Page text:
In search of history

About 150 years ago, one of my husband’s ancestors took a stroll, probably not too far from where he lived, or perhaps he was staying with somebody and took advantage of a fine day. As gentlemen of the age quite often did, he carried a sketchbook and pencil and probably stopped to draw as he rested. In this case, a slightly ramshackle building that could be a small mill, with a tiny stone bridge over a stream in the foreground and up on the left behind it, quite a commanding little castle perched on the hillside. A tall thin spire just breaks the horizon between the two buildings. Apart from the year and the name “Guggenbühl”, these are the only clues we have.

Today, we set out to see if we could find the evasive Guggenbühl. It turns out that on this particular sheet of small-scale Swiss maps, there are six or seven Güggenbühls scattered about. Some lie near a small castle, most are just an area of higher ground – we haven’t found out exactly what it means, yet. Did the artist have the mill in mind, or rather the fortification in the background? It certainly looks more like a building that was intended to defend than just a show of wealth.

We found three castles – Schwandegg, Girsberg and Goldenberg, none of which are quite right, although Girsberg is closest, and even has a hamlet dropped higgledy-piggledy at its foot. But it’s not quite right. The drive was pleasant and it was fun to scan the map and the landscape, looking for landmarks, but so far, no luck. Googling hasn’t helped much, though we can see there are several more Guggenbühls/Guggenbüels to look into – will we solve the mystery?!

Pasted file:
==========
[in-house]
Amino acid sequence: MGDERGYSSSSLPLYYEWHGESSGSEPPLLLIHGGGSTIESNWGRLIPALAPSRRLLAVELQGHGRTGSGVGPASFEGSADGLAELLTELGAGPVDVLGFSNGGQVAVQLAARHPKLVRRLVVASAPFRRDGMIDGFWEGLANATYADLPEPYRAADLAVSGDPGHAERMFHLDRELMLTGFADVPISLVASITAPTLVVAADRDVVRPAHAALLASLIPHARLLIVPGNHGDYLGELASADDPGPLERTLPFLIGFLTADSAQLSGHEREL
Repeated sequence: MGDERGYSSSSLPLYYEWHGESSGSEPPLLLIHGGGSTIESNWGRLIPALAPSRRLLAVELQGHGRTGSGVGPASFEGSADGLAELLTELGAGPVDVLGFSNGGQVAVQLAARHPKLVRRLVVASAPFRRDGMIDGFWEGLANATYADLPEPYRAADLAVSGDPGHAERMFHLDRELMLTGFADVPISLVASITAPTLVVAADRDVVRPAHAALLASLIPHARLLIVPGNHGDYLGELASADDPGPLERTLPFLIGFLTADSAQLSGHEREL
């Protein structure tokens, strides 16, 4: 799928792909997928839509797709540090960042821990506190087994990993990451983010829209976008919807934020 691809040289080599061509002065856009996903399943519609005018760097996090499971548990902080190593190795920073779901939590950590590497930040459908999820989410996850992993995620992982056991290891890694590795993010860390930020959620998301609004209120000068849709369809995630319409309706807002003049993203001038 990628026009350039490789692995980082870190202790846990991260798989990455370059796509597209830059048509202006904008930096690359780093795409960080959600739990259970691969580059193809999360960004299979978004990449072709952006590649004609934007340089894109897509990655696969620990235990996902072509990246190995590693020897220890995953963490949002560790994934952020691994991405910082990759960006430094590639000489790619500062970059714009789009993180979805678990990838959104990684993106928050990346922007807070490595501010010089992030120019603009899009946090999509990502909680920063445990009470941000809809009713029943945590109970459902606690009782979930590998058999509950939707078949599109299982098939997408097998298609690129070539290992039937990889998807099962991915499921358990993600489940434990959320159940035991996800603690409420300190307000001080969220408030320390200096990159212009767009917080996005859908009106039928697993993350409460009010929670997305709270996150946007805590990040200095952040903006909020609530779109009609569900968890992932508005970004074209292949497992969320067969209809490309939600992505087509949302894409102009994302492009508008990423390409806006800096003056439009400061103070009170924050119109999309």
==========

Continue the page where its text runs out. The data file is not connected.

Never mind. We did find this, though

 …a glorious celebration of colour for autumn!

3 thoughts on “In search of history

  1. What a gorgeous sight – season of pumpkins and mellow fruitfulness! Keep searching for Guggenbühl – who knows what other treasures you may come across unawares.

  2. 150 years ago, with no pocket cameras or mobile phones to snap a pretty view, the only way to record it was to sketch it. And how much more intensively you have to look at something when you are drawing it – really LOOK, not just a quick glance at the display and click, move on to the next image. Life was slower, but I think people like this gentleman probably had a richer experience of the countryside than most of us nowadays.

    • Quite! It seems there are actually several drawings of the same little hamlet, so perhaps a few more clues for our search – I have to say, point-and-shoot cameras are lovely to use but you don’t have to do so much composing these days and you often only find details later on when the photos are blown up on your computer screen!

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